10. For this is the day of the Lord God of hosts, a day of vengeance, that he may avenge him of his adversaries: and the sword shall devour, and it shall be satiate and made drunk with their blood; for the Lord God of hosts hath a sacrifice in the north country by the river Euphrates.
10. Verum (copula enim hic adversative exponi debet, atqui) dies ille Domino Jehovae exercituum, dies ultionis ad ulciscendum de adversariis suis; et vorabit gladius et saturabitur et inebriabitur sanguine ipsorum; quia victima Domino Jehovae exercituum in terra aquilonis ad fluvium Euphratem.
The Prophet having described the terrible forces of Pharaoh, in which he so trusted, that he dared to boast of a certain victory, now says that the event would be very different:
By these words he intimates that God was incensed with the Egyptians, and the cause we referred to yesterday, even because Pharaoh-necho had in passing through slain the pious King Josiah. He then deserved that God should lay prostrate his arrogance, and also chastise his cruelty and check his tyranny. But when he calls the Egyptians God's adversaries, this was said for the consolation of the chosen people, to shew that God would undertake their cause. For whence was it that he was an enemy to the Egyptians? even because he would not suffer the pious king to be killed with impunity. We now then understand what these words mean, that this day would be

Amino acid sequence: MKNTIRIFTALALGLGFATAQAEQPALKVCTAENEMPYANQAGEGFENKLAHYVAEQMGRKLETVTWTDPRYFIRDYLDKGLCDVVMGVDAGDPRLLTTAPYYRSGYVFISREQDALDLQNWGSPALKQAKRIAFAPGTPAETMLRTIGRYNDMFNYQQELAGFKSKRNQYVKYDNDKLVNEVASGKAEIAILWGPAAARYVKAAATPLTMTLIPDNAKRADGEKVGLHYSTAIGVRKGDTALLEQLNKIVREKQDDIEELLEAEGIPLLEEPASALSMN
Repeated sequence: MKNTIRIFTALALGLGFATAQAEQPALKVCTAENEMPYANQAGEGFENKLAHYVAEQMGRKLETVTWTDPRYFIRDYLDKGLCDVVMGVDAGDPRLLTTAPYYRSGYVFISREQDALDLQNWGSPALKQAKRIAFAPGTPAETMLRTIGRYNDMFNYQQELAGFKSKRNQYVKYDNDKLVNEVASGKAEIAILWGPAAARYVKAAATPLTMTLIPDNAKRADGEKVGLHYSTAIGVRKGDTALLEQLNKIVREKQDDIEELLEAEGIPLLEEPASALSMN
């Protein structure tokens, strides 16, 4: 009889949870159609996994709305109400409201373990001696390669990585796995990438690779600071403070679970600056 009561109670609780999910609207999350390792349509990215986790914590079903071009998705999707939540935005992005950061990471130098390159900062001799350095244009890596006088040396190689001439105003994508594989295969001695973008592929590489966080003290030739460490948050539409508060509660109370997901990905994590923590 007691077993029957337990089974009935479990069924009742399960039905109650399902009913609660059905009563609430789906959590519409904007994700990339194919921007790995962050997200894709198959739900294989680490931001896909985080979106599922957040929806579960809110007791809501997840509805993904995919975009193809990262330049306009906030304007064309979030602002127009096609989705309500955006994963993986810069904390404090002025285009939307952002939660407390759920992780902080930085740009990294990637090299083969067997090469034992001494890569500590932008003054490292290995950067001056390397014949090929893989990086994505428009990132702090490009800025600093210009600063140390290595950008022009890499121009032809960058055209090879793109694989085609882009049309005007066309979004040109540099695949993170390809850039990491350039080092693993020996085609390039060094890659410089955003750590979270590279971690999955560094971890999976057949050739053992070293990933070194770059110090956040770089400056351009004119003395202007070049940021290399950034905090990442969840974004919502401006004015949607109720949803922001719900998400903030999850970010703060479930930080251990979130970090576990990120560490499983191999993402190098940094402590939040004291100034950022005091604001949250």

he afterwards expresses more clearly, for confirmation, what he had said:
By sacrifice the Prophet means, that the slaughter would be free from every stain; for it is the same thing as though he had said, "God will be glorified in that slaughter, when all the Egyptians shall be destroyed." For why do we offer sacrifices to God except that his glory may be proclaimed, that he is just as well as merciful, and almighty, and the fountain of all wisdom and uprightness? We hence see the purpose for which the word sacrifice is used, even that none should dare to blame that slaughter, as though God were too rigid and exceeded the limits of justice in shedding that blood. He then says that all the slaughters would be as so many sacrifices, in which God's justice as well as his power would shine forth, he again points out the place, the land of the north, nigh Euphrates, in order that more credit and certainty might be given to the prophecy. It now follows, --
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